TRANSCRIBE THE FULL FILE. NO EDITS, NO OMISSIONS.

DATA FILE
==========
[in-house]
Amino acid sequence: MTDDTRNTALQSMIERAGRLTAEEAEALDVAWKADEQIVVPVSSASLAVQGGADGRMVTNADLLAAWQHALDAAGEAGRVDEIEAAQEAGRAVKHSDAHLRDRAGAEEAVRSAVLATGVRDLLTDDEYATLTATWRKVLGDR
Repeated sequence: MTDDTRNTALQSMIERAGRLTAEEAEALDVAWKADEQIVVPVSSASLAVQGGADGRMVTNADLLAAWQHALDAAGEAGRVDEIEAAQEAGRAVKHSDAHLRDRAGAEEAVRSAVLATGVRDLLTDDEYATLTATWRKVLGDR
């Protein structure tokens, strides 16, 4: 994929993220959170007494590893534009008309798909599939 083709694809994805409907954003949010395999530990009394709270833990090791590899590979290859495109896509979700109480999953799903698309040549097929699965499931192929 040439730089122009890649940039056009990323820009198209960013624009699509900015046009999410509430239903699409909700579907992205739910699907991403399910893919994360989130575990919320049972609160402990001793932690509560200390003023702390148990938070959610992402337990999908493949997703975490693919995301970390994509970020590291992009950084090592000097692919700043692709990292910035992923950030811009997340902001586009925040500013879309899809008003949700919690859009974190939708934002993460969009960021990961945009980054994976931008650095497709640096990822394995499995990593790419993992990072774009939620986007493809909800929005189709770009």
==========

[in-house]
Amino acid sequence: MTDDTRNTALQSMIERAGRLTAEEAEALDVAWKADEQIVVPVSSASLAVQGGADGRMVTNADLLAAWQHALDAAGEAGRVDEIEAAQEAGRAVKHSDAHLRDRAGAEEAVRSAVLATGVRDLLTDDEYATLTATWRKVLGDR
Repeated sequence: MTDDTRNTALQSMIERAGRLTAEEAEALDVAWKADEQIVVPVSSASLAVQGGADGRMVTNADLLAAWQHALDAAGEAGRVDEIEAAQEAGRAVKHSDAHLRDRAGAEEAVRSAVLATGVRDLLTDDEYATLTATWRKVLGDR
């Protein structure tokens, strides 16, 4: 994929993220959170007494590893534009008309798909599939 083709694809994805409907954003949010395999530990009394709270833990090791590899590979290859495109896509979700109480999953799903698309040549097929699965499931192929 040439730089122009890649940039056009990323820009198209960013624009699509900015046009999410509430239903699409909700579907992205739910699907991403399910893919994360989130575990919320049972609160402990001793932690509560200390003023702390148990938070959610992402337990999908493949997703975490693919995301970390994509970020590291992009950084090592000097692919700043692709990292910035992923950030811009997340902001586009925040500013879309899809008003949700919690859009974190939708934002993460969009960021990961945009980054994976931008650095497709640096990822394995499995990593790419993992990072774009939620986007493809909800929005189709770009």